Syringomycin E

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Syringomycin E
Molar mass 1225.78
Appearance white solid
Except where otherwise noted, data are given for materials in their standard state (at 25 °C [77 °F], 100 kPa).
Infobox references

Syringomycin E is a member of a class of lipodepsinonapeptide molecules that are secreted by the plant pathogen Pseudomonas syringae. Lipodepsinonapeptides comprise a closed ring of nine nonribosomally synthesized amino acids bonded to a fatty acid hydrocarbon tail.[1] A commonly encountered pathovar (pv) of P. syringae is P. syringae pv syringae, which secretes a number of closely related forms of the molecule. Syringomycins are virulence determinants, which means that their secretion is required for the manifestation of disease symptoms on a number of stone fruit crop plants.

Syringomycins have two widely recognized mechanisms of action.[2] They can function as detergents which are powerful enough to dissolve plant membranes at high concentrations. It is not clear whether concentrations high enough to dissolve membranes are ever reached in planta. In addition to being surfactants, aggregates of syringomycins can insert into plant cell membranes and form small pores. These pores allow the leakage of ions from the plant cell cytoplasm. Affected plant cells are unable to maintain their required levels of electrolyte and ultimately cell death and lysis occurs. It is believed that P. syringae benefits from the release of nutrients that occurs as a consequence of cellular lysis.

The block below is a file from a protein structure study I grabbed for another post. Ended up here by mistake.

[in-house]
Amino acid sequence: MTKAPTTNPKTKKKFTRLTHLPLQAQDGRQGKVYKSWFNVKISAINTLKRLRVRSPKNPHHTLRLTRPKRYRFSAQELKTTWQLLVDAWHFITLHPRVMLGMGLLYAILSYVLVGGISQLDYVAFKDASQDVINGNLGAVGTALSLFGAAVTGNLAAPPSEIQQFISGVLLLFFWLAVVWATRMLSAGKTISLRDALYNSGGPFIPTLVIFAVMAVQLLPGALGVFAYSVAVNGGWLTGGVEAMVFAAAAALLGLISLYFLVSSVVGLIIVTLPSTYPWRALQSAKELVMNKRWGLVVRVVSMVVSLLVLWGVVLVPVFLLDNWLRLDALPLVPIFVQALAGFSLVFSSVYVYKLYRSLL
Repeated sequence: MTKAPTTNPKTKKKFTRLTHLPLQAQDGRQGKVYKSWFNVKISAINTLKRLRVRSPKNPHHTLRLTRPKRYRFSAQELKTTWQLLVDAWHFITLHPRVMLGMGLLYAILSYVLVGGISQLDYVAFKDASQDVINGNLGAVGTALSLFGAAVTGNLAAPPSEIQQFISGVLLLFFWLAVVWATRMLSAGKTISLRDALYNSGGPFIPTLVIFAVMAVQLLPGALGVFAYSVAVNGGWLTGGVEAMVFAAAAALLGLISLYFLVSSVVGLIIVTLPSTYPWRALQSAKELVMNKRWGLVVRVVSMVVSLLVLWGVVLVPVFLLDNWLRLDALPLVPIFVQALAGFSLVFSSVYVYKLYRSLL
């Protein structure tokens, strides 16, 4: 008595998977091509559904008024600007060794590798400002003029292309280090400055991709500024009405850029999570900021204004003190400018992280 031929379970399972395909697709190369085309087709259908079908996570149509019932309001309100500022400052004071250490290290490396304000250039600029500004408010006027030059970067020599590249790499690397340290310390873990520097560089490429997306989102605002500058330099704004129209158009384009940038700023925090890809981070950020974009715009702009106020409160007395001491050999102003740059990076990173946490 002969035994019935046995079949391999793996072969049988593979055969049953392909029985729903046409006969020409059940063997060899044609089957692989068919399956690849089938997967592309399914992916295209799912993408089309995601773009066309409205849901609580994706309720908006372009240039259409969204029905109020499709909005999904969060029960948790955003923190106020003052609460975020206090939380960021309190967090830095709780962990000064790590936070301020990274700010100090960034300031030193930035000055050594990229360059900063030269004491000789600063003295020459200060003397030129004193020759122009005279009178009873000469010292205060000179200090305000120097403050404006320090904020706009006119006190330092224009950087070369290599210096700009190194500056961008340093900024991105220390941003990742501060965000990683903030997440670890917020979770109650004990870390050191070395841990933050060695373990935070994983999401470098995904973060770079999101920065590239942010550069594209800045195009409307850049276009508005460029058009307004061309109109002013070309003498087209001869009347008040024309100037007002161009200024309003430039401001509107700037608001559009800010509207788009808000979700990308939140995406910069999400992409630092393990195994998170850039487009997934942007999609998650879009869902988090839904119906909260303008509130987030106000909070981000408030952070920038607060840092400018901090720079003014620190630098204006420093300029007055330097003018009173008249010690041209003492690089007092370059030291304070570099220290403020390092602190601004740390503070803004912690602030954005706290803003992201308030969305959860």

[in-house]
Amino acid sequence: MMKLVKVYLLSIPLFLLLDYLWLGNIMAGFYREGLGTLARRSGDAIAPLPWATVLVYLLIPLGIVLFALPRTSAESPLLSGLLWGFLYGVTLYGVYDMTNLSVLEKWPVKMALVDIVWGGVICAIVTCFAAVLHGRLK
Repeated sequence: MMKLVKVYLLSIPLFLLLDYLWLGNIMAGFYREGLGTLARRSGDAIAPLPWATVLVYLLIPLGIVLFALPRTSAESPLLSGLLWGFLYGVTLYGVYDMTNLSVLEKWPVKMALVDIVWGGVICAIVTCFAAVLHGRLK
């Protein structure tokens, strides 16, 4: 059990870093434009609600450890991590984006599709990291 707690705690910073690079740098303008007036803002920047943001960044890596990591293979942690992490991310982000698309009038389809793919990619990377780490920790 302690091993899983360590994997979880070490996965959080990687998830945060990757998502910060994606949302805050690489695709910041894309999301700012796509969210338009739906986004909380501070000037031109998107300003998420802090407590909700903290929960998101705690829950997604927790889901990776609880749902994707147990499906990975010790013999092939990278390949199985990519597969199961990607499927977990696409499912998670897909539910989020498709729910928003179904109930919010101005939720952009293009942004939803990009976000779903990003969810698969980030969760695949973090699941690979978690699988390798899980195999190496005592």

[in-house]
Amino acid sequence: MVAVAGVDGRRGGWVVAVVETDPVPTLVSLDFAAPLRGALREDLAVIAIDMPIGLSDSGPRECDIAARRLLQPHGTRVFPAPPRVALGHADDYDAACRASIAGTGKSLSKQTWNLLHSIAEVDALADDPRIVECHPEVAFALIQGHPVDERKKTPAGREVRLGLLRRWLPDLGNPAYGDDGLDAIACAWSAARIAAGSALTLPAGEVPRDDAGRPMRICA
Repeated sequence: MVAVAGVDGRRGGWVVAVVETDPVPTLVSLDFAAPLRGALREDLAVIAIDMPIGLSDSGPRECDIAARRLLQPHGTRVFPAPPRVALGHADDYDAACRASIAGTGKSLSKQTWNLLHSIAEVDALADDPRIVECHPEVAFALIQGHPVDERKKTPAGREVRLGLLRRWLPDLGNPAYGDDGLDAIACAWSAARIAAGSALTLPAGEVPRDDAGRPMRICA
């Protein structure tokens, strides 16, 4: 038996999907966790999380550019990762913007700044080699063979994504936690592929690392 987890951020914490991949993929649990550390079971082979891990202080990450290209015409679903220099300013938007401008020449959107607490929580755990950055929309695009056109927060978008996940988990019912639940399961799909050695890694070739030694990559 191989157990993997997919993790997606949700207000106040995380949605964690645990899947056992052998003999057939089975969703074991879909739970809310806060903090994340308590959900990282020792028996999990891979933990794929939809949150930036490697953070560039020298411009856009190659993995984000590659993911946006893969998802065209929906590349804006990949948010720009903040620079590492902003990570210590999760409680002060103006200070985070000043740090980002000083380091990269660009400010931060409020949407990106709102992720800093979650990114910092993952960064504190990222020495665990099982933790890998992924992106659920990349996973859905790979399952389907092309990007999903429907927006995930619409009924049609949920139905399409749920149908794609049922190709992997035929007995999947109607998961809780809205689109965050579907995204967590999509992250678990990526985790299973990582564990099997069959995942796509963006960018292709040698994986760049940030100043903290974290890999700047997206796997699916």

The biosynthesis of this class of molecules has been elucidated.[3]


  1. ^ Scholz-Schroeder B.K., Soule J.D., and Gross D. C. 2003. The sypA, sypS, and sypC synthetase genes encode twenty-two modules involved in the nonribosomal peptide synthesis of syringopeptin by Pseudomonas syringae pv. syringae B301D. Mol Plant Microbe Interact. 16:271-80
  2. ^ Hutchison, M. L., Tester, M. A., and Gross D. C. 1995. Role of biosurfactant and ion channel-forming activities of syringomycin in transmembrane ion flux: A model for the mechanism of action in the plant-pathogen interaction. Mol. Pl. Microb. Interact. 8:610-620.
  3. ^ Blasiak, L. C., Vaillancourt, F. d. r. H., Walsh, C. T., Drennan, C. L., "Crystal structure of the non-haem iron halogenase SyrB2 in syringomycin biosynthesis", Nature 2006, 440, 368. doi:10.1038/nature04544